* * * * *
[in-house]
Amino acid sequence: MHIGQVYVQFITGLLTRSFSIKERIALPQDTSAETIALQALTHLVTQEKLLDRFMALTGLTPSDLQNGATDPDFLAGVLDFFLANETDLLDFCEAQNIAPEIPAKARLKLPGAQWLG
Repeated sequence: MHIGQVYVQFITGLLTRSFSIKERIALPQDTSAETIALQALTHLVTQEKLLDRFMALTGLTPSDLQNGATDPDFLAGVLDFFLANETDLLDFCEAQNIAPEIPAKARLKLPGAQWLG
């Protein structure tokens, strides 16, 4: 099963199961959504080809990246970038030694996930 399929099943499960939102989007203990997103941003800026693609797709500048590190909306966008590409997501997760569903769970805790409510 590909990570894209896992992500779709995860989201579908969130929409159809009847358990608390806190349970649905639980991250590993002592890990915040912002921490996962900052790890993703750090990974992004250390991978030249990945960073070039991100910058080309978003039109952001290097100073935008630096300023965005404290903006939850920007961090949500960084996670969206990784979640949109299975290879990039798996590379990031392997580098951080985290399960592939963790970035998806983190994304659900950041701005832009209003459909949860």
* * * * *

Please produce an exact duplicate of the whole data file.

[in-house]
Amino acid sequence: MHIGQVYVQFITGLLTRSFSIKERIALPQDTSAETIALQALTHLVTQEKLLDRFMALTGLTPSDLQNGATDPDFLAGVLDFFLANETDLLDFCEAQNIAPEIPAKARLKLPGAQWLG
Repeated sequence: MHIGQVYVQFITGLLTRSFSIKERIALPQDTSAETIALQALTHLVTQEKLLDRFMALTGLTPSDLQNGATDPDFLAGVLDFFLANETDLLDFCEAQNIAPEIPAKARLKLPGAQWLG
């Protein structure tokens, strides 16, 4: 099963199961959504080809990246970038030694996930 399929099943499960939102989007203990997103941003800026693609797709500048590190909306966008590409997501997760569903769970805790409510 590909990570894209896992992500779709995860989201579908969130929409159809009847358990608390806190349970649905639980991250590993002592890990915040912002921490996962900052790890993703750090990974992004250390991978030249990945960073070039991100910058080309978003039109952001290097100073935008630096300023965005404290903006939850920007961090949500960084996670969206990784979640949109299975290879990039798996590379990031392997580098951080985290399960592939963790970035998806983190994304659900950041701005832009209003459909949860």